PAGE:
This is not the hardest Thanksgiving America has ever faced. But as long as many members of our American family are hurting, we’ve got to look out for one another. As long as many of our sons and daughters and husbands and wives are at war, we’ve got to support their mission and honor their service. And as long as many of our friends and neighbors are looking for work, we’ve got to do everything we can to accelerate this recovery and keep our economy moving forward.

And we will. But we won’t do it as any one political party. We’ve got to do it as one people. And in the coming weeks and months, I hope that we can work together, Democrats and Republicans and Independents alike, to make progress on these and other issues...

For what we are called to do again today isn’t about Democrats or Republicans. It’s not about left or right. It’s about us. It’s about what we know this country is capable of. It’s about what we want America to be in this new century.

A vibrant nation that makes sure its children are the best-educated in the world. A healthy, growing economy that runs on clean energy and creates the jobs of tomorrow. A responsible government that reduces its deficits. An America where every citizen is able to go as far as he or she desires.

We can do all this, because we’ve done it before. We’re made of the same sturdy stuff as the travelers who sat down to the first Thanksgiving, and all who came after – who worked, and sacrificed, and invested, because they believed that their efforts would make the difference for us.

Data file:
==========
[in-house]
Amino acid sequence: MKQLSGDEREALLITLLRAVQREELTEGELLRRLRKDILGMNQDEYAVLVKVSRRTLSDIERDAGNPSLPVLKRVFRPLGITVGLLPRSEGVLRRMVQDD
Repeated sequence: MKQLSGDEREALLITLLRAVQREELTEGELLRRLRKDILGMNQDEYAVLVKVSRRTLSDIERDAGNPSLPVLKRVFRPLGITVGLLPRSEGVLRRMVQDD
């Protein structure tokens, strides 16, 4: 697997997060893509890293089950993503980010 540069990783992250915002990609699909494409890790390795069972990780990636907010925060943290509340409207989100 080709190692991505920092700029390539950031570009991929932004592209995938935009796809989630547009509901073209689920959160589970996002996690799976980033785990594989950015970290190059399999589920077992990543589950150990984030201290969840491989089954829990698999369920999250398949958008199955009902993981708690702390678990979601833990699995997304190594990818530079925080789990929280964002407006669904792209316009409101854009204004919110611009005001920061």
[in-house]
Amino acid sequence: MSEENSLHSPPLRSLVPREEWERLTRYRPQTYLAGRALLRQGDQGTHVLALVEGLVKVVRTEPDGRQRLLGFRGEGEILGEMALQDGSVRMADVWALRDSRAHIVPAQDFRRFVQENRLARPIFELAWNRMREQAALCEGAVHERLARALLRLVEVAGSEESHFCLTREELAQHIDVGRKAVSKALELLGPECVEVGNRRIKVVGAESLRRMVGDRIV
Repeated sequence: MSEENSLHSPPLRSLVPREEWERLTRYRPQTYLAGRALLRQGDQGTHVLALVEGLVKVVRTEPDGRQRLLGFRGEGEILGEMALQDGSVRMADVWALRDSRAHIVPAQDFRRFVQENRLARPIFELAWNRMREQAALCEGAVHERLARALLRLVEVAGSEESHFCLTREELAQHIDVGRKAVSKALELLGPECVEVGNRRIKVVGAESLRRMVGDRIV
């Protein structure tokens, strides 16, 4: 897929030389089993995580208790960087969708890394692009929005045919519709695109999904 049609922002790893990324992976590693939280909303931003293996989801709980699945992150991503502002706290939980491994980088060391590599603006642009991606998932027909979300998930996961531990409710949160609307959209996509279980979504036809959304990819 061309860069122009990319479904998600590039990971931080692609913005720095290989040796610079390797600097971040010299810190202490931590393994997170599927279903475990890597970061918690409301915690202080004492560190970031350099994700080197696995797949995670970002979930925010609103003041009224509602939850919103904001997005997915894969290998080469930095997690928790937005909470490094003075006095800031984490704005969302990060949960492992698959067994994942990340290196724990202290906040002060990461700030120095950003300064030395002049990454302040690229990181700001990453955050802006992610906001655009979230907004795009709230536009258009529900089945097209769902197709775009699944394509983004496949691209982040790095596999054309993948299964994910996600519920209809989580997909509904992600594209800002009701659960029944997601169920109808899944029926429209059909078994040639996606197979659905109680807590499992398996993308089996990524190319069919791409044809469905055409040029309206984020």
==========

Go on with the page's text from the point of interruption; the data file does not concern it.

That’s who we are. We shape our own destiny with conviction, compassion, and clear and common purpose. We honor our past and press forward with the knowledge that tomorrow will be better than today. We are Americans. That’s the vision we won’t lose sight of. That’s the legacy that falls to our generation. That’s the challenge that together, we are going to meet.

Thursday, November 25, 2010

On victory and defeat

I was reminded recently of this quote by Teddy Roosevelt.

It is not the critic who counts: not the man who points out how the strong man stumbles or where the doer of deeds could have done better. The credit belongs to the man who is actually in the arena, whose face is marred by dust and sweat and blood, who strives valiantly, who errs and comes up short again and again, because there is no effort without error or shortcoming, but who knows the great enthusiasms, the great devotions, who spends himself for a worthy cause; who, at the best, knows, in the end, the triumph of high achievement, and who, at the worst, if he fails, at least he fails while daring greatly, so that his place shall never be with those cold and timid souls who knew neither victory nor defeat.


And that led me to one of my favorite poems by Marge Piercy...

To Be of Use

The people I love the best
jump into work head first
without dallying in the shallows
and swim off with sure strokes almost out of sight.
They seem to become natives of that element,
the black sleek heads of seals
bouncing like half-submerged balls.

I love people who harness themselves, an ox to a heavy cart,
who pull like water buffalo, with massive patience,
who strain in the mud and the muck to move things forward,
who do what has to be done, again and again.